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Borrowed Light
Joolz Denby

Serpent’s Tail 2006 ISBN 1-85242-905-4

In Joolz Denby’s fourth novel, the second to be published by Serpent’s Tail, the novelist takes us to the Cornish surfing village of Polwenna. Astra Sharp’s life is happy enough as she looks after her MS-stricken mum, works in a cafe for her fellow ex-Bradford friend Connie and spends time with her wannabe-rock star boyfriend, Beaker, whilst gazing wistfully upon beautiful surfer, Luke – but perhaps her life is too staid? During a summer where the beautiful scenery cannot compensate for the sluggish surf, Connie’s little sister, Angel, turns up, a blank for hapless souls to fall in love with, blithely stirring up trouble in her wake.
The promise of sun, surf and lust might lead you to believe this book is less sophisticated than it is, but Denby is a master craftsman when it comes to writing compulsive, page-turning stories. A lot of that skill is in the characterisation; her protagonist is flawed, but immensely likeable. True, Astra’s family are all ‘types’, but what a diverse collection in one household: the hippy idealist parents, the biker brother, and the sisters, one a prissy Bible-bashing sister, the other a not-too-rebellious, alcopop drinking teenager. Then there’s Astra herself, who throughout the book grows wiser, taking her innate goodness less for granted as she goes. It is a joy to see how they interact.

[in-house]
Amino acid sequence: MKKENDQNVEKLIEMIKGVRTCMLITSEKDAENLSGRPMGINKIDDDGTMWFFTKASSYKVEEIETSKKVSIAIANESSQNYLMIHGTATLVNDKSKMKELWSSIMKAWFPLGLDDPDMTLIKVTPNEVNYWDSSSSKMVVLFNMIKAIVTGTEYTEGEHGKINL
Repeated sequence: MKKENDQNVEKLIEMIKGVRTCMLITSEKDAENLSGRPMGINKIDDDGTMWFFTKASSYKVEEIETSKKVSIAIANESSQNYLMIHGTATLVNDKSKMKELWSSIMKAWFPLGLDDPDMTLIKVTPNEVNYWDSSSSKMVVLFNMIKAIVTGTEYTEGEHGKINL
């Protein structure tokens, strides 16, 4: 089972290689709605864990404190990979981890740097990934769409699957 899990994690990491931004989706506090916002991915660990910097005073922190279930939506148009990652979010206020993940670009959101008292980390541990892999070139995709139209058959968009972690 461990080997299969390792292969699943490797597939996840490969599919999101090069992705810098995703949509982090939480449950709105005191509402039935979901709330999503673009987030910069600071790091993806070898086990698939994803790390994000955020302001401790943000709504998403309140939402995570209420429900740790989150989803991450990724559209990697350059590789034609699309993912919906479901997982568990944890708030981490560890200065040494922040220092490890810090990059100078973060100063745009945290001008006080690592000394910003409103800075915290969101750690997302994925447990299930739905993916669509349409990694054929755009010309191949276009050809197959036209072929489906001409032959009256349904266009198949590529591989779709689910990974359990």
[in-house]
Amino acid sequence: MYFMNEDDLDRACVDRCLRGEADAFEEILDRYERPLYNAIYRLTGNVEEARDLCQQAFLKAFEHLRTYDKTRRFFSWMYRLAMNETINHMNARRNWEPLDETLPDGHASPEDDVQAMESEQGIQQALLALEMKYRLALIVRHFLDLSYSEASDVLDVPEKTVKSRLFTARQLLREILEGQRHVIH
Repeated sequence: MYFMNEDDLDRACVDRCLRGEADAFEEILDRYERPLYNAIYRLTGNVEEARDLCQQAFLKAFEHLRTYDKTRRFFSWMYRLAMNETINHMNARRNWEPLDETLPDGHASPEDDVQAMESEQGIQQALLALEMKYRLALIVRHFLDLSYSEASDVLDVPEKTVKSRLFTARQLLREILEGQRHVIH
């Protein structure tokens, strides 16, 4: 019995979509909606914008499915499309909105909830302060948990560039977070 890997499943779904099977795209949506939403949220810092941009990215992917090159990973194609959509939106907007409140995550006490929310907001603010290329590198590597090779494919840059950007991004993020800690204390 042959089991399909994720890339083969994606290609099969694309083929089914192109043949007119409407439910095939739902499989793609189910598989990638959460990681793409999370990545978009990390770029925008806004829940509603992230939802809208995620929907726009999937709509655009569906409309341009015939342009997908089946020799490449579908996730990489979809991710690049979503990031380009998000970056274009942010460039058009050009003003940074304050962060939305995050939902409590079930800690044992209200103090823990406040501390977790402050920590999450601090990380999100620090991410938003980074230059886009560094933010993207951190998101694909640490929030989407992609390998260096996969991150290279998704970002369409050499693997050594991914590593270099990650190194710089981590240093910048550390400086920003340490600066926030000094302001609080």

Denby’s novels offer something different to the regular consumer of crime fiction. Terrible things happen, but her tales are not about ‘whodunit’. Rather, we see these events through the eyes of congenial people who might seem happy or normal, or even haunted, and must wait for the inevitable horror or grief-stricken confession. The approach is fresh and the results powerful.
For those more familiar with Denby’s poetry, they will not be surprised to find the text suffused with her poet’s touch, particularly in the imagery concerning Polwenna and her glittering sea. Through her homesickness for Bradford, Astra’s descriptions of beautiful Cornwall are sadly poignant.
Denby’s previous novel, Billie Morgan was short-listed for the Orange Prize for Fiction in 2005. With any justice, this novel will receive its equally deserved accolades.

Review by Donna Scott

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